Verdict: Easy and delicious, but definitely not quick. You can freeze them, though -- who knew?!
Cook it Again: Maybe
Cost Factor: We usually have all the ingredients on hand, so this isn't too bad. Potatoes, cheese, and bacon are the biggest expenses.
I've made twice-baked potatoes before and there's really not much complicated to these, but I'd seen some of my fellow cooking club members comment that they like their potatoes extra creamy, so I was a little apprehensive that these would be too dry. Totally not the case! The recipe calls for 8 strips of bacon, which I didn't feel like making tonight so I used the crumpled bacon (real bacon) from Costco. That was my only "cheat." It also is heavy on the butter again -- two entire sticks, if you're counting. You could probably scale back, but as Emeril says, "Doesn't it taste good?! It tastes good because it has butter in it!" (...or some such thing. I assure you I've heard him express this sentiment, over and over!)
About the only thing I noticed with this recipe is that, similar to the quiche, my cooking time for the actual initial baking of the potatoes was at least ten minutes longer than the cookbook said it would be. I'm pretty confident that our oven temp is correct, so for future recipes I'm going to build in a little buffer compared to what Ree's suggested time is. As it was tonight, I forgot to start on these early enough in the day, and we ended up eating at 8. It wasn't bad -- we'd had a late lunch, too, and it is Friday, after all -- but it definitely was kind-of late for the kiddos. We generally try to eat closer to 6 and if we have to, because of tutoring, 7. So, this was a late dinner for our family by any standard.
I did some simple breaded pork chops in the oven to go with these, and we also had the requisite apple sauce. Also, because I was cooking the pork chops at 425, I held the potatoes out of the oven until the last ten minutes and then put them in for the cheese to melt. Ree's recipe calls for putting them in the oven at 300 to melt the cheese, but I figured if the 400 crisped up the sides and tops, that wouldn't hurt, either.
I didn't take step-by-step photos, but did take this one snapshot of everything happily baking in the oven.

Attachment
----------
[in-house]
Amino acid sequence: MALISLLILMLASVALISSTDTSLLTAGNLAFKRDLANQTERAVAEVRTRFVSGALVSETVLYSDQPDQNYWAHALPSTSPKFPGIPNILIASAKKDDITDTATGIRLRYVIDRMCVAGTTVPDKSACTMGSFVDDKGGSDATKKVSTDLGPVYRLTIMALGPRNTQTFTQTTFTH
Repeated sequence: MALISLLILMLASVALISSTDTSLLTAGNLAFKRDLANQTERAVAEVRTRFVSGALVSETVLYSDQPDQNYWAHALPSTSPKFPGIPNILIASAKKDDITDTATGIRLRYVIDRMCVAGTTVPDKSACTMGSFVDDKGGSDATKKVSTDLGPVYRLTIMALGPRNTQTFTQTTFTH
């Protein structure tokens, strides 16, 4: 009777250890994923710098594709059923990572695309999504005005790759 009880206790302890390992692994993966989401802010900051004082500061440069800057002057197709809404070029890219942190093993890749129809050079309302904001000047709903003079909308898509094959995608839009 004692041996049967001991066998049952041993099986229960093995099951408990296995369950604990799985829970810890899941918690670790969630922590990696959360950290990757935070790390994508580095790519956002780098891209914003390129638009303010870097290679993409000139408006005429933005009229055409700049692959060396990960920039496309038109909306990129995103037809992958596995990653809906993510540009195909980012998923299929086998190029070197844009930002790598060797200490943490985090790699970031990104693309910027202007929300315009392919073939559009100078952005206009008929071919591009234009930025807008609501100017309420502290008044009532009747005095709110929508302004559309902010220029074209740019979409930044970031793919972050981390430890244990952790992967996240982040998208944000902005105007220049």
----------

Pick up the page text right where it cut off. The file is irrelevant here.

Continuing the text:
|Do the pork chops look like they are seasoned with Shake-n-Bake?*|
I know you're impressed by the sparkling clean oven racks. Seriously, my entire kitchen is sparkling clean, and if you want to know how I got the oven to look brand new -- and it wasn't elbow grease, I assure you -- leave a comment and I will happily share! We've had the oven/range twelve years next month, and I promise you that this is the cleanest it has EVER been, other than the day it was installed!
So, why did I only rate this a "maybe" for cooking it again? Well, this is the kind of recipe that I just do by eye. I add milk, or heavy cream, I add butter, I add whatever toppings I want, and when I'm happy with what I have, we're done. It's like mashing potatoes -- adding milk, cream, etc., until it's the right texture and creaminess. While these are definitely delicious, I'm not convinced that I necessarily need to follow this specific recipe to make twice-baked potatoes. They're very good, and I am glad we made them, and I will surely make twice-baked potatoes many more times in the future, but whether I attribute the recipe to PW or just knowing how to make TBP, I'm not sure. That's all. Nothing serious -- the recipe is fine, and if you need a starting point for making TBP, this is a great one!
* Yes, these are Shake-n-Bake pork chops. I probably make Shake-n-Bake once every other year, but every time I do, I am reminded of just how stinking good it is!